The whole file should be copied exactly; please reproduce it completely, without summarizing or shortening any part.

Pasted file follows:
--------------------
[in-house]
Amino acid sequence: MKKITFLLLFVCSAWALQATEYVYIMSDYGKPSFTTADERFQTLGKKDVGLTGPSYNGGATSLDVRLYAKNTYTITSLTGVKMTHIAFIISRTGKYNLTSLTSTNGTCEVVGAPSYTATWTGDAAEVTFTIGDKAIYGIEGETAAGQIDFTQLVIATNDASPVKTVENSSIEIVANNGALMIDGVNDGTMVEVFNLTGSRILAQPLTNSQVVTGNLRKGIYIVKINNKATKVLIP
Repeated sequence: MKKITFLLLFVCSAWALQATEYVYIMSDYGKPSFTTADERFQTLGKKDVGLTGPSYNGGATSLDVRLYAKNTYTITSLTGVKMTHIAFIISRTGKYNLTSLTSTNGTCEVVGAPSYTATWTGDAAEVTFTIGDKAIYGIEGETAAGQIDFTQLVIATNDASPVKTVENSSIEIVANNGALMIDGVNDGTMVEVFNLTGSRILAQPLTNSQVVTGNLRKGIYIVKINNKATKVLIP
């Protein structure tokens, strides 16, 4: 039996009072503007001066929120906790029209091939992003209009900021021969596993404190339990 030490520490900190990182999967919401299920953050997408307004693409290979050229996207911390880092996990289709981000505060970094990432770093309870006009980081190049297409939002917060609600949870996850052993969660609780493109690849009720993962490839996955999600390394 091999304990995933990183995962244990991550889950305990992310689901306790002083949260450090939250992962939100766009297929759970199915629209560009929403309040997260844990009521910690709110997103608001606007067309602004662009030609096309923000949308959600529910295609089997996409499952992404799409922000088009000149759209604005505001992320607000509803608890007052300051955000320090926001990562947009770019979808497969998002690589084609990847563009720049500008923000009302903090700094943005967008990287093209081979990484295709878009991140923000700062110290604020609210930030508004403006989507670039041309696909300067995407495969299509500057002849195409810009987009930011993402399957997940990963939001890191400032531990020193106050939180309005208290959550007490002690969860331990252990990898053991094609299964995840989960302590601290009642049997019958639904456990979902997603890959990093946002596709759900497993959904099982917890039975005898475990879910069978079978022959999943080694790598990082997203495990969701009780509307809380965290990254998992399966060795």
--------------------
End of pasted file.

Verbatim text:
[in-house]
Amino acid sequence: MKKITFLLLFVCSAWALQATEYVYIMSDYGKPSFTTADERFQTLGKKDVGLTGPSYNGGATSLDVRLYAKNTYTITSLTGVKMTHIAFIISRTGKYNLTSLTSTNGTCEVVGAPSYTATWTGDAAEVTFTIGDKAIYGIEGETAAGQIDFTQLVIATNDASPVKTVENSSIEIVANNGALMIDGVNDGTMVEVFNLTGSRILAQPLTNSQVVTGNLRKGIYIVKINNKATKVLIP
Repeated sequence: MKKITFLLLFVCSAWALQATEYVYIMSDYGKPSFTTADERFQTLGKKDVGLTGPSYNGGATSLDVRLYAKNTYTITSLTGVKMTHIAFIISRTGKYNLTSLTSTNGTCEVVGAPSYTATWTGDAAEVTFTIGDKAIYGIEGETAAGQIDFTQLVIATNDASPVKTVENSSIEIVANNGALMIDGVNDGTMVEVFNLTGSRILAQPLTNSQVVTGNLRKGIYIVKINNKATKVLIP
């Protein structure tokens, strides 16, 4: 039996009072503007001066929120906790029209091939992003209009900021021969596993404190339990 030490520490900190990182999967919401299920953050997408307004693409290979050229996207911390880092996990289709981000505060970094990432770093309870006009980081190049297409939002917060609600949870996850052993969660609780493109690849009720993962490839996955999600390394 091999304990995933990183995962244990991550889950305990992310689901306790002083949260450090939250992962939100766009297929759970199915629209560009929403309040997260844990009521910690709110997103608001606007067309602004662009030609096309923000949308959600529910295609089997996409499952992404799409922000088009000149759209604005505001992320607000509803608890007052300051955000320090926001990562947009770019979808497969998002690589084609990847563009720049500008923000009302903090700094943005967008990287093209081979990484295709878009991140923000700062110290604020609210930030508004403006989507670039041309696909300067995407495969299509500057002849195409810009987009930011993402399957997940990963939001890191400032531990020193106050939180309005208290959550007490002690969860331990252990990898053991094609299964995840989960302590601290009642049997019958639904456990979902997603890959990093946002596709759900497993959904099982917890039975005898475990879910069978079978022959999943080694790598990082997203495990969701009780509307809380965290990254998992399966060795």